WINDHAM — An exemption to new private roads requirements the Town Council passed last fall is on its way to the Planning Board.
While no vote was taken, Town Manager Tony Plante said the proposed exemption could be sent the board for its recommendation without a vote this week. The proposal would come back to the council for a vote following input from the Planning Board
In October, the council passed private roads ordinance changes that aimed to address road maintenance and safety concerns, particularly in cases where new development is added to existing private roads.
Changes included a requirement that when development extends an existing private road or creates a new private road that is accessed off an existing private road, all of the private roads between that development and the nearest public street must conform to a town private road standard.
At a council workshop in late November that included Planning Board members, Town Attorney Stephen Langsdorf said the private road changes passed in October were “cold, hard medicine” seeking to address some development concerns.
It was at that same workshop that Windham’s chief code enforcement officer, Chris Hanson, suggested a potential exemption to allow for some small-scale development of one or two lots without requiring an upgrade of the entire road network back to the nearest public way.
Hanson and Town Planning Director Ben Smith brought a formalized draft exemption stemming from Hanson’s idea before the council at it’s Jan. 16 workshop.
Under the proposal, new private roads or extensions to an existing private road would be exempt from the requirement to upgrade the entire road network if the “cumulative length of the new road or road extension(s) is no greater than the length of the required frontage in the applicable zoning district within a five year period.”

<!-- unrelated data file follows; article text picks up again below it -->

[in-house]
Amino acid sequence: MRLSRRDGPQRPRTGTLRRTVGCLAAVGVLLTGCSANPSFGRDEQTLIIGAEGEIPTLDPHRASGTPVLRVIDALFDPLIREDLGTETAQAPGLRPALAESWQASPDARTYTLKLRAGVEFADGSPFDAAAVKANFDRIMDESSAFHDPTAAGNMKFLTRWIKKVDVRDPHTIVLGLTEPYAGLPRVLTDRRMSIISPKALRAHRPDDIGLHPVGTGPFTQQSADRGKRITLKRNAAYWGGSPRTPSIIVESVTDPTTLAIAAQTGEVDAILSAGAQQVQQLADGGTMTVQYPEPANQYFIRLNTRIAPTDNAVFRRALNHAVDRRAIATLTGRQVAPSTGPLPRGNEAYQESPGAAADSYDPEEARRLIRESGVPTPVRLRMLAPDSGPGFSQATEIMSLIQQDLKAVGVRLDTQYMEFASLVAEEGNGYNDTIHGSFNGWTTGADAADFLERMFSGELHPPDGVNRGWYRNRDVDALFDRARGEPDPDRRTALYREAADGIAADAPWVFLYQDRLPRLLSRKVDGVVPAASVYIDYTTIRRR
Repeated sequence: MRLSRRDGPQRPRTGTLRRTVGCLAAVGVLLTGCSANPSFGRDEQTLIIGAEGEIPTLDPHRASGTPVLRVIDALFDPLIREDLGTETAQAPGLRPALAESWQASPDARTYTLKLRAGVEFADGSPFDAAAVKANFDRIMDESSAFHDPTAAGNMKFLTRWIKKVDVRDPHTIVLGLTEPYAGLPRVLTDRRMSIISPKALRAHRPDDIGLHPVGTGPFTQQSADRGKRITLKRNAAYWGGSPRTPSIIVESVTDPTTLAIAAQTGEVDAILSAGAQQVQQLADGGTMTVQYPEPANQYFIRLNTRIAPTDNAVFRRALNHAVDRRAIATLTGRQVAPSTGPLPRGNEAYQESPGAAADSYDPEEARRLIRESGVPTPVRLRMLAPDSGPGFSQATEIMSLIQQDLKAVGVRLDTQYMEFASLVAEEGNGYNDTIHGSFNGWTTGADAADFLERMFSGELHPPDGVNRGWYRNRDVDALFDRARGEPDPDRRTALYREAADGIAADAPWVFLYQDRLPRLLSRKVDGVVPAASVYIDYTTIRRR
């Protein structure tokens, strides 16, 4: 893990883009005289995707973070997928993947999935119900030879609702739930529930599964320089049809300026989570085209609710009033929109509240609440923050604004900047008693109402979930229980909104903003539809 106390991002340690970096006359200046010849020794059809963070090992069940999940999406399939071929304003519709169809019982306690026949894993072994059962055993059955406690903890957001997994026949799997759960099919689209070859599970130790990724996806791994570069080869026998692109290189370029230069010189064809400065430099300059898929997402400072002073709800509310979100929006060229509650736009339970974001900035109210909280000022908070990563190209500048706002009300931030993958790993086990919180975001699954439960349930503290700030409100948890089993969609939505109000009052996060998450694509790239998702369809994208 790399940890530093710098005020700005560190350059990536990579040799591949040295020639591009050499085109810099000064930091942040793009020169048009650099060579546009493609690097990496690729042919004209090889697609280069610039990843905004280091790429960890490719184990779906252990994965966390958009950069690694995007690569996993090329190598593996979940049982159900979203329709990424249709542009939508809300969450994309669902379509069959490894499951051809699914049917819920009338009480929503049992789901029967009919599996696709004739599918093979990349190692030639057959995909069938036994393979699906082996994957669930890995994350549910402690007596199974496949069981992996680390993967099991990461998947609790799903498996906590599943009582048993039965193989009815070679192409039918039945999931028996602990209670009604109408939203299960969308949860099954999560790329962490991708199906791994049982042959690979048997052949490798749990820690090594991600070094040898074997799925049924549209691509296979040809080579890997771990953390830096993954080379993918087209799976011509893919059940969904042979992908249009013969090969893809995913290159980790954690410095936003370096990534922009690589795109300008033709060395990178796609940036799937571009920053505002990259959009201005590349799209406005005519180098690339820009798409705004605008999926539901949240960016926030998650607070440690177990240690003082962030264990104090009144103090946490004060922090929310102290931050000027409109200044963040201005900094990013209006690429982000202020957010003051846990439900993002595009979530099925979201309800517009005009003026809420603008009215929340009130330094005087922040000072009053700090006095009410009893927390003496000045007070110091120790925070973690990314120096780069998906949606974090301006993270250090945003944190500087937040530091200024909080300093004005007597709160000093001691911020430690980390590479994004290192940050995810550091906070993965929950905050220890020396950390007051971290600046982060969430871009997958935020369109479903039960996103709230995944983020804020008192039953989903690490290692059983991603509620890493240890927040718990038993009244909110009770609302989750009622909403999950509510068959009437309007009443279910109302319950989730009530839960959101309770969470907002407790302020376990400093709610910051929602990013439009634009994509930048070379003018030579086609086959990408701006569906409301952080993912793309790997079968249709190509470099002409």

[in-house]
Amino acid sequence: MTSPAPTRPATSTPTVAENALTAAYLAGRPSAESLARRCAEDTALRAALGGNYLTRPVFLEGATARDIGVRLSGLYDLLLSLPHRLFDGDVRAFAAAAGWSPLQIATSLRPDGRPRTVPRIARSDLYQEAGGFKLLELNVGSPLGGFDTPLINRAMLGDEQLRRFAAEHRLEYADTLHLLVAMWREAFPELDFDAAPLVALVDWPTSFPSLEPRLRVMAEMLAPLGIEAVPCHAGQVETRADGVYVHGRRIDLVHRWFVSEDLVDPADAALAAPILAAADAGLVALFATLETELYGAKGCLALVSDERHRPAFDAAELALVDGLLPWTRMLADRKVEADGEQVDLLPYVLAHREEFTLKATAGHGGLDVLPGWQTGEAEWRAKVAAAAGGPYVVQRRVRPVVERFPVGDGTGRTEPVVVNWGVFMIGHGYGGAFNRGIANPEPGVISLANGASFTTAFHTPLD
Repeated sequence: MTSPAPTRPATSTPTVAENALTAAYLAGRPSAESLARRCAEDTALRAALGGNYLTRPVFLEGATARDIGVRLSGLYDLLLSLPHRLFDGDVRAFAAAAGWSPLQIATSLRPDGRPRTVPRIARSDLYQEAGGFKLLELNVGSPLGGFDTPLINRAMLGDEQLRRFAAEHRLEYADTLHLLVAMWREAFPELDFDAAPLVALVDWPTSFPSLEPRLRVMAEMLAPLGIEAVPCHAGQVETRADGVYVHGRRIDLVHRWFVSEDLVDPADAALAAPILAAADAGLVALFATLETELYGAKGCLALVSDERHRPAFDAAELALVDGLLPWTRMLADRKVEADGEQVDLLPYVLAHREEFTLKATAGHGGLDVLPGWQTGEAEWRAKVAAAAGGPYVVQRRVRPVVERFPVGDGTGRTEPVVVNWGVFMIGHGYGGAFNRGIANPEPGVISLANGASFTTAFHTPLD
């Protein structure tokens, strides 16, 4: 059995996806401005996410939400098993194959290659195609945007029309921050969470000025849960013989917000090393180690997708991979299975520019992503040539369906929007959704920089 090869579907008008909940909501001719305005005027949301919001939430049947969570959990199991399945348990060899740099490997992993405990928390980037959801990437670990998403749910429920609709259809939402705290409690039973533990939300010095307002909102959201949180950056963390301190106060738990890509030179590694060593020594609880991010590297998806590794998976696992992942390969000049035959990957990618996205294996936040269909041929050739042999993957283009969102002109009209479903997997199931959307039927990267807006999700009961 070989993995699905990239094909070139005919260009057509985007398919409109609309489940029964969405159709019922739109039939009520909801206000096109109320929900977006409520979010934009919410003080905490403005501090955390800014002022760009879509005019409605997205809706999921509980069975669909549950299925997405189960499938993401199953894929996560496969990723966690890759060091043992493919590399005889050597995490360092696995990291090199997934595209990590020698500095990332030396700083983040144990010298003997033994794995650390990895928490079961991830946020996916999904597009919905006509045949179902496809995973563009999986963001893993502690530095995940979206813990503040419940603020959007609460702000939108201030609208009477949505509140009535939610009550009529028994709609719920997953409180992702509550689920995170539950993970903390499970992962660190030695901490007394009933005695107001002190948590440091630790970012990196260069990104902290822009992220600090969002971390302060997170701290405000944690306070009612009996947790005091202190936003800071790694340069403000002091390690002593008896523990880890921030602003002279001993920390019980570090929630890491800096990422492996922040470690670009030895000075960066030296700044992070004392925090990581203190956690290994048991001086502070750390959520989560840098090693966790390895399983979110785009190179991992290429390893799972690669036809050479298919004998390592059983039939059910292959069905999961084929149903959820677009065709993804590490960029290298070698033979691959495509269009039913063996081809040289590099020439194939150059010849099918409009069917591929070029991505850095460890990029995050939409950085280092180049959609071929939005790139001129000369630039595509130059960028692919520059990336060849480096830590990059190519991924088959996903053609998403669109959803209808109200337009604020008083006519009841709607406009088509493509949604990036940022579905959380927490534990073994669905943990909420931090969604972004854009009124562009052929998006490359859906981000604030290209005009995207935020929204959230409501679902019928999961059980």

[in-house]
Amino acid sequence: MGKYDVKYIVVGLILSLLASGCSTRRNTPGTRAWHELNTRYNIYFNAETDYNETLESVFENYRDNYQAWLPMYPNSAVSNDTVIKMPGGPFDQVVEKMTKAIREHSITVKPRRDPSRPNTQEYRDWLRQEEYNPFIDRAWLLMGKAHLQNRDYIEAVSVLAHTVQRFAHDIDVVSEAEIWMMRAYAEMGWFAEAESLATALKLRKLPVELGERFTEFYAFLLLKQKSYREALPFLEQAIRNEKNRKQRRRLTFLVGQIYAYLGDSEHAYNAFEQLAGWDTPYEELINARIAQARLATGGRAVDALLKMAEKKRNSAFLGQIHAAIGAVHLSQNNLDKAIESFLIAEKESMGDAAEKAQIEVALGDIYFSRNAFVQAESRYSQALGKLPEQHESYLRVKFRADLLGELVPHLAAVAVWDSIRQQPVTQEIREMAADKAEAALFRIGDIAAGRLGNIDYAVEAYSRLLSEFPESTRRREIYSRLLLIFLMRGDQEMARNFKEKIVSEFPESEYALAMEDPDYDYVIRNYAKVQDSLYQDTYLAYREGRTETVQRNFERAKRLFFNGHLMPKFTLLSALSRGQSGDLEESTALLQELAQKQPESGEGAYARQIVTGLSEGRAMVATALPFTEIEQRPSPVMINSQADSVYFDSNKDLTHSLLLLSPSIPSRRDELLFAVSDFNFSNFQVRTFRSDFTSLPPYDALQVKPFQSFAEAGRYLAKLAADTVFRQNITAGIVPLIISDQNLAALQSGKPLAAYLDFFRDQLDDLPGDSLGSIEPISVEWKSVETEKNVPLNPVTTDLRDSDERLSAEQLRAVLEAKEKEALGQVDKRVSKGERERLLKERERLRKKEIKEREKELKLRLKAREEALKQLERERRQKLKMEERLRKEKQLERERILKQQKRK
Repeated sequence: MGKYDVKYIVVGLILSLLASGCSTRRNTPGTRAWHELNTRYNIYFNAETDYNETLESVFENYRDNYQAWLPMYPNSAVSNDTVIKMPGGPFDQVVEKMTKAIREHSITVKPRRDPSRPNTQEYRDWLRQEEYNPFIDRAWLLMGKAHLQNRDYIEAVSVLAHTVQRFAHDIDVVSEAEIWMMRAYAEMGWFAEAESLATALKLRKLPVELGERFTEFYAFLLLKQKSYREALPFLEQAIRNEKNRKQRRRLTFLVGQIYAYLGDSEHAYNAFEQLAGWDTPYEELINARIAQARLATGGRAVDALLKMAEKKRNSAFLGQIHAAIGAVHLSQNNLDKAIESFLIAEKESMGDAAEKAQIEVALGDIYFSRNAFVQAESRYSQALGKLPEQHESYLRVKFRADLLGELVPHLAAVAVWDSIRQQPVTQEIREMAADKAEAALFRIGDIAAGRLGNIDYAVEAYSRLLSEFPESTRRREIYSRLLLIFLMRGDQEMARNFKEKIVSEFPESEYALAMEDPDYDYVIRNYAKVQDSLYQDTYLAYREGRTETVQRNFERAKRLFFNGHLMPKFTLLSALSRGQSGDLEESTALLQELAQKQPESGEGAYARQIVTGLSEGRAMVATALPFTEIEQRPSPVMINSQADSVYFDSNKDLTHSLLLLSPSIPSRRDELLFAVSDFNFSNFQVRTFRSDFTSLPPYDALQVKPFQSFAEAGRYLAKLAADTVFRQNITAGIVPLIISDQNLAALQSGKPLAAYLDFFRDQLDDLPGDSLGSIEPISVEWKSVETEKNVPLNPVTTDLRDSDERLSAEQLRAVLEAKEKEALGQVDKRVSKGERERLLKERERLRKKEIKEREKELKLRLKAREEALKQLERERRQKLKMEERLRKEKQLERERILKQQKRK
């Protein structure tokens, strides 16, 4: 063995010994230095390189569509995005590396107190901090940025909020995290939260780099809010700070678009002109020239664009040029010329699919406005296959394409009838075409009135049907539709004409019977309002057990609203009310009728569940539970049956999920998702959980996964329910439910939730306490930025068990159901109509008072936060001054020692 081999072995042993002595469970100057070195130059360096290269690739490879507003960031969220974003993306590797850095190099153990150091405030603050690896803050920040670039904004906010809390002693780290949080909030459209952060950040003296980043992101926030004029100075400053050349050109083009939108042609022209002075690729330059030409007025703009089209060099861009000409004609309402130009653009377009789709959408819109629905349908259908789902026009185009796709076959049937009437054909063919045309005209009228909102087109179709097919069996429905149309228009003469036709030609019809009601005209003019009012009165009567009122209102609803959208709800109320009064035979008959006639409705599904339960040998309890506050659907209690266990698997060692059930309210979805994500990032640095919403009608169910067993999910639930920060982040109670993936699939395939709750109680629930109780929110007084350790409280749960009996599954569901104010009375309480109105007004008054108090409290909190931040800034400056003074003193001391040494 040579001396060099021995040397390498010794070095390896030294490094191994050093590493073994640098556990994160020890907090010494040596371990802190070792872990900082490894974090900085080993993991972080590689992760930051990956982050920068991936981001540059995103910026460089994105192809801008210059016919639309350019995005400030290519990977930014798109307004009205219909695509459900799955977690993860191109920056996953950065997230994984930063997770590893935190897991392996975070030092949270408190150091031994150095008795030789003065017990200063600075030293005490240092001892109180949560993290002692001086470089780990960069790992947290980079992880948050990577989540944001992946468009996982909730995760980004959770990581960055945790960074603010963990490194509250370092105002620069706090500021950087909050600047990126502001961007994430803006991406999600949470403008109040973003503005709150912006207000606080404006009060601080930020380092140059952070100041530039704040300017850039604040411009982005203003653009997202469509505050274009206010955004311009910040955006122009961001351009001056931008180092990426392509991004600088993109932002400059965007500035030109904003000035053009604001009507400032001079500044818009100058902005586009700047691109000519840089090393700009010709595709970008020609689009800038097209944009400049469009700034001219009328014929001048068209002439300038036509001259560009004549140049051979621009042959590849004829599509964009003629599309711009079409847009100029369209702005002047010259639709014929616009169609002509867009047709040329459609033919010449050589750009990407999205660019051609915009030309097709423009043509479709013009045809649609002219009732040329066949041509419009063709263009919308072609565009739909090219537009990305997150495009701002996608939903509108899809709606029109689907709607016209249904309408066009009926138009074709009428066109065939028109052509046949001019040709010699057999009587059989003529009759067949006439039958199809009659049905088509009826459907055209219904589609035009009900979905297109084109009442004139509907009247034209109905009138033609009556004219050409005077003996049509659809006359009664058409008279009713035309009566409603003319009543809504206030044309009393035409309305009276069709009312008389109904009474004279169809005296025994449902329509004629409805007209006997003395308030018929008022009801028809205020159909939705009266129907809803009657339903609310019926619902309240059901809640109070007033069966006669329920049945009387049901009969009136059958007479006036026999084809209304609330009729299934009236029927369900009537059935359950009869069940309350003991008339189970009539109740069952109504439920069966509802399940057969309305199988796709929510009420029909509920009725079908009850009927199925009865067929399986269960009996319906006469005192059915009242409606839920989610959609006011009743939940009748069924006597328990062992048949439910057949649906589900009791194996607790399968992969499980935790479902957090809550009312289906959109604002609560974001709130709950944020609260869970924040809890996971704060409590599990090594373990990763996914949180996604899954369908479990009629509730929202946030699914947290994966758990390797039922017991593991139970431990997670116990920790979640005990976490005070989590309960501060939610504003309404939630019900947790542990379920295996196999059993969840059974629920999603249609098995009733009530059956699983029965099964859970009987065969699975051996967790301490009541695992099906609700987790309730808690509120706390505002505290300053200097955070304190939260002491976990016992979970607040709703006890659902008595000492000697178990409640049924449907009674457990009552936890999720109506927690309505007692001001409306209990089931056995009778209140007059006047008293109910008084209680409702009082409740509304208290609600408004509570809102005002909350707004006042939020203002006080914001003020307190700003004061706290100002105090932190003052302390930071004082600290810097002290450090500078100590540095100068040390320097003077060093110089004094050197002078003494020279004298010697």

Councilor Dennis Welch, who was chairman of the council in October and supported the new private roads requirements, was encouraged by the proposal.
“I think this is a great compromise and I want to thank the Planning Board members that came in, met with us, and staff, because we worked together and came up with, I feel, a good compromise,” Welch said. “As long as you’re comfortable there’s no loopholes.”
Hanson responded that he “can’t guarantee that anything is ever bulletproof” but said staff have “tried to poke holes in it” to see how people might try to get around it. He thinks it’s a “good start” that could be tweaked in the Planning Board discussion.
Councilor Timothy Nangle expressed concern that people might take advantage of the exemption, subdivide a large lot, and gift smaller lots to family members and “extend the road as long as necessary.”
“When we talked about this initially, it was tied to the original lot, the non-subdivided lot,” Nangle said. “And there’s nothing in here about that.”
Smith responded that he’s “as confident as I can be” that tying the requirement to lot frontage would not create a loophole.
Councilor Jarrod Maxfield, who like Nangle voted for the changes in October but also expressed some support for Hanson’s idea in November, raised quesitons this week but eventually seemed satisfied.
“I’m in. I’ll trust you,” Maxfield said after an explanation from Plante.
Council Chairwoman Donna Chapman, one of the two councilors to oppose the new private road requirements last fall, said the proposed exemption was “a good start” and should go to the Planning Board.
“I’d say we can just send it to the Planning Board based on the discussion tonight, and not have to wait another week,” Plante said.
Matt Junker can be reached at 781-3661 ext. 123 or email@example.com. Follow him on Twitter: @MattJunker.